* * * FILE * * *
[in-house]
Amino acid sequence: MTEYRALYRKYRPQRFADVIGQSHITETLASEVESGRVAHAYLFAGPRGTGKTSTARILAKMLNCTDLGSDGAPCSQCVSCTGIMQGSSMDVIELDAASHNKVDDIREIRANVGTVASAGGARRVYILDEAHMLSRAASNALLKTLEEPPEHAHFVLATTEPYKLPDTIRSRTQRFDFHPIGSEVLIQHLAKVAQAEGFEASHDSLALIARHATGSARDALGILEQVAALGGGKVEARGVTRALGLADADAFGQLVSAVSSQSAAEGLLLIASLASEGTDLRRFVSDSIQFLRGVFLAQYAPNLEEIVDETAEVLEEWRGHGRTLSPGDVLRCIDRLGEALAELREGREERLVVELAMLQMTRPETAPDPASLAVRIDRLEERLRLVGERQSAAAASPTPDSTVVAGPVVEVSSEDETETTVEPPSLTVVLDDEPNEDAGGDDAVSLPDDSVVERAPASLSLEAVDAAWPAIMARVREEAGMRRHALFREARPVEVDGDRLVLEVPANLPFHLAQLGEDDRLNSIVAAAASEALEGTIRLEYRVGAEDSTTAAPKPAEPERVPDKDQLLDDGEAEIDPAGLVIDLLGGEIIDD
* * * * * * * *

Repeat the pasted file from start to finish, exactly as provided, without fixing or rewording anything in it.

[in-house]
Amino acid sequence: MTEYRALYRKYRPQRFADVIGQSHITETLASEVESGRVAHAYLFAGPRGTGKTSTARILAKMLNCTDLGSDGAPCSQCVSCTGIMQGSSMDVIELDAASHNKVDDIREIRANVGTVASAGGARRVYILDEAHMLSRAASNALLKTLEEPPEHAHFVLATTEPYKLPDTIRSRTQRFDFHPIGSEVLIQHLAKVAQAEGFEASHDSLALIARHATGSARDALGILEQVAALGGGKVEARGVTRALGLADADAFGQLVSAVSSQSAAEGLLLIASLASEGTDLRRFVSDSIQFLRGVFLAQYAPNLEEIVDETAEVLEEWRGHGRTLSPGDVLRCIDRLGEALAELREGREERLVVELAMLQMTRPETAPDPASLAVRIDRLEERLRLVGERQSAAAASPTPDSTVVAGPVVEVSSEDETETTVEPPSLTVVLDDEPNEDAGGDDAVSLPDDSVVERAPASLSLEAVDAAWPAIMARVREEAGMRRHALFREARPVEVDGDRLVLEVPANLPFHLAQLGEDDRLNSIVAAAASEALEGTIRLEYRVGAEDSTTAAPKPAEPERVPDKDQLLDDGEAEIDPAGLVIDLLGGEIIDD